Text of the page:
Having seen “Mouse Story” the movie about how a mouse can destroy a big mansion, I have no illusions about the destructive power of this smallish furry rodent. The problem is: it is so industrious in its foray for food that it will take every risk available. I have tried waiting with a broom handle to swat it down, but its movements are so furtive that I just can’t foresee where it will go next.

I have tried poisoning it and it seems it went and died inside my neighbor’s water tank and he became quite upset at the maggots falling from the bathroom ceiling. Soon it (the dead one) was replaced by another, furry creature, its offspring, I guess. So poisoning is out this time. Then I try mousetraps, and that too doesn’t work. The mouse soon got wise to my machinations and would just nibble at the chapatti without going in to eat. Intelligent creature this is.

Then I try catching it sneaking in and by thumping my legs on the floor and making all sorts of noise to only see it scurrying past me under the bed and disappearing, I don’t know where. I would take the torch and would bend low under the bed, and, broom-flying wizards! it’s disappeared. Suddenly it would materialize with its high pitched, super-sonic shriek and destroy my peace of my mind when I am watching a particularly engrossing movie on television. Gone would be the momentary enjoyment and I would start to fret about the mouse’s next move.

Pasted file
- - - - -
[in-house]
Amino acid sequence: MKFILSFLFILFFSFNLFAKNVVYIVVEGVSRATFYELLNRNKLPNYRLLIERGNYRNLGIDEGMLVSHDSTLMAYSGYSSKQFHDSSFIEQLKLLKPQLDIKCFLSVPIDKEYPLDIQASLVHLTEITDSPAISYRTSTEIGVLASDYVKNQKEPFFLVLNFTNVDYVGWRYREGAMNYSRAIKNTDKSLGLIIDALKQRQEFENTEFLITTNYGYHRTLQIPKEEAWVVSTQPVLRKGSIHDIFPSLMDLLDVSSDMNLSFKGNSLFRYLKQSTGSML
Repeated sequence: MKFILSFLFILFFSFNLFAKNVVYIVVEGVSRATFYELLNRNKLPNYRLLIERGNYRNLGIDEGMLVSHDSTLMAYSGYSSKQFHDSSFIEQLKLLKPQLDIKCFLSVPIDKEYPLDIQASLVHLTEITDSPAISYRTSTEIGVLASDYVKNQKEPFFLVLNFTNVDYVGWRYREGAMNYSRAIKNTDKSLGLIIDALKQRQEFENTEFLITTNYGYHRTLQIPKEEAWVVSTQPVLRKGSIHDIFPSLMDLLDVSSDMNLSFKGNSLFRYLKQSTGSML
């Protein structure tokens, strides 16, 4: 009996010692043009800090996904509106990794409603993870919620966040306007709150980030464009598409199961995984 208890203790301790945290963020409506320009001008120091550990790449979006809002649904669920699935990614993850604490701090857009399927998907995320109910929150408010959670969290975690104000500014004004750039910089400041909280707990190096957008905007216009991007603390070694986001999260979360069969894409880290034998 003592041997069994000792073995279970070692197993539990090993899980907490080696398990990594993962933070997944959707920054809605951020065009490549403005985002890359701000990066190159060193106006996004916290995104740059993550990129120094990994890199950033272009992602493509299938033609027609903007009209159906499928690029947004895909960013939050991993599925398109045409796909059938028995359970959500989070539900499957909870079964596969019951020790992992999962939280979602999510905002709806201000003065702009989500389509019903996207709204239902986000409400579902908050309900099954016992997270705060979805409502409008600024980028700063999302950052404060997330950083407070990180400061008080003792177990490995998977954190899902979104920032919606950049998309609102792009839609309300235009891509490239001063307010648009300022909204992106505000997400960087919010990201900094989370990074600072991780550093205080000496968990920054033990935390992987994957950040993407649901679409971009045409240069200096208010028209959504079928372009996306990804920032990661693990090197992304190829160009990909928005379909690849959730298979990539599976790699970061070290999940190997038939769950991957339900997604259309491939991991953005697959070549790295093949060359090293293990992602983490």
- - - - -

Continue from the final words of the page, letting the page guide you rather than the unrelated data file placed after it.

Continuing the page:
Now it’s having the worst case of diarrhea and there’s rat dropping all over the floor, making me clean up after it the whole morning. I am so fed up with this mouse’s antics that I have decided to write this blogpost and move out and go and live in the rented flat next Saturday. The loan has been approved by the bank and the architect is drawing the design of the house, and the sooner I am out of here the better.

My new house is going to be mouse-proof and I am personally going to ensure that there aren’t any cartons or big wooden beds around where my mouse friend can hide from my searching gaze and my broom handle.

4 comments:

Julia Dutta said...

Gosh John,
What a great achievement to have a mouse-proof house. Please update me on the success of keeping them out in your new house. ALSO!!! Do! Do! Let me know how you did it.
Good write.
Julia

John said...
This comment has been removed by the author.
John said...

Hi Julia,

I learnt about mouse-proofing a house from a snake park in Pune. They had this demo so that snakes can't come inside the house to catch mice, some innovation this, isn't it?

See, mice can't climb surfaces that are curving outwards. So if a conical piece of tin is attached to a pipe then mice can't climb it. Also if the steps to the front door some sort of curvature towards the front then it can't climb. I have to figure out how I am going to do this, so my friends don't enter my house without an invitation.

:)

john

Julia Dutta said...

I say John,
That is so simple! Just goes to show how complex we have all become! Can't even think of a simple answer.
Julia